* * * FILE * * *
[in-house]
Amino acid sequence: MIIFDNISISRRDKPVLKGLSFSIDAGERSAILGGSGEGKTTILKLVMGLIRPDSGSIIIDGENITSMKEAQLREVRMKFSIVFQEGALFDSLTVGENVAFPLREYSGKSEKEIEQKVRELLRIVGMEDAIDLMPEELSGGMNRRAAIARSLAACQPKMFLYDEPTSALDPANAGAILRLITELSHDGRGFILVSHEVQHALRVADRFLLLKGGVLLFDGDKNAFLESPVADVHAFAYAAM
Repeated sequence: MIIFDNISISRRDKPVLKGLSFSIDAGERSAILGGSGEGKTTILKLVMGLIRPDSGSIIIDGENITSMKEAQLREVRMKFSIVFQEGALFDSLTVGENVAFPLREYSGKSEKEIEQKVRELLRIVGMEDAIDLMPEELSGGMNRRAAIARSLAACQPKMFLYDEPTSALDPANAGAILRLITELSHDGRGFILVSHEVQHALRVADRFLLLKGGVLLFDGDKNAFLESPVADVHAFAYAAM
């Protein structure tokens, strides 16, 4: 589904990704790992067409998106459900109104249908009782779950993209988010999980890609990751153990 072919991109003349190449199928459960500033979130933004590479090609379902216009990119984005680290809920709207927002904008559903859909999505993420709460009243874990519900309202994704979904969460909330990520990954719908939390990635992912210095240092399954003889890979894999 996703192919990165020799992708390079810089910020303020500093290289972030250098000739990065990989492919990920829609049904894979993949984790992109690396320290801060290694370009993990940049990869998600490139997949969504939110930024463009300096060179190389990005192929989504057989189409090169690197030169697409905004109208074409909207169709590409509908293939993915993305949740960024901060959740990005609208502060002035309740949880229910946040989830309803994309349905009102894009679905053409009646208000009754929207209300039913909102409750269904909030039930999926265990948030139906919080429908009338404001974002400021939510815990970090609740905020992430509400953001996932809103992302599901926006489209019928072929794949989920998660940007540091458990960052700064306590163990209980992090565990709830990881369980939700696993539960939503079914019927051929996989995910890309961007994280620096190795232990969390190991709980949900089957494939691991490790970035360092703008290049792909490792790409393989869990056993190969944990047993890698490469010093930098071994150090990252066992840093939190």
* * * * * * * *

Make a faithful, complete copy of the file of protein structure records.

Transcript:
[in-house]
Amino acid sequence: MIIFDNISISRRDKPVLKGLSFSIDAGERSAILGGSGEGKTTILKLVMGLIRPDSGSIIIDGENITSMKEAQLREVRMKFSIVFQEGALFDSLTVGENVAFPLREYSGKSEKEIEQKVRELLRIVGMEDAIDLMPEELSGGMNRRAAIARSLAACQPKMFLYDEPTSALDPANAGAILRLITELSHDGRGFILVSHEVQHALRVADRFLLLKGGVLLFDGDKNAFLESPVADVHAFAYAAM
Repeated sequence: MIIFDNISISRRDKPVLKGLSFSIDAGERSAILGGSGEGKTTILKLVMGLIRPDSGSIIIDGENITSMKEAQLREVRMKFSIVFQEGALFDSLTVGENVAFPLREYSGKSEKEIEQKVRELLRIVGMEDAIDLMPEELSGGMNRRAAIARSLAACQPKMFLYDEPTSALDPANAGAILRLITELSHDGRGFILVSHEVQHALRVADRFLLLKGGVLLFDGDKNAFLESPVADVHAFAYAAM
């Protein structure tokens, strides 16, 4: 589904990704790992067409998106459900109104249908009782779950993209988010999980890609990751153990 072919991109003349190449199928459960500033979130933004590479090609379902216009990119984005680290809920709207927002904008559903859909999505993420709460009243874990519900309202994704979904969460909330990520990954719908939390990635992912210095240092399954003889890979894999 996703192919990165020799992708390079810089910020303020500093290289972030250098000739990065990989492919990920829609049904894979993949984790992109690396320290801060290694370009993990940049990869998600490139997949969504939110930024463009300096060179190389990005192929989504057989189409090169690197030169697409905004109208074409909207169709590409509908293939993915993305949740960024901060959740990005609208502060002035309740949880229910946040989830309803994309349905009102894009679905053409009646208000009754929207209300039913909102409750269904909030039930999926265990948030139906919080429908009338404001974002400021939510815990970090609740905020992430509400953001996932809103992302599901926006489209019928072929794949989920998660940007540091458990960052700064306590163990209980992090565990709830990881369980939700696993539960939503079914019927051929996989995910890309961007994280620096190795232990969390190991709980949900089957494939691991490790970035360092703008290049792909490792790409393989869990056993190969944990047993890698490469010093930098071994150090990252066992840093939190």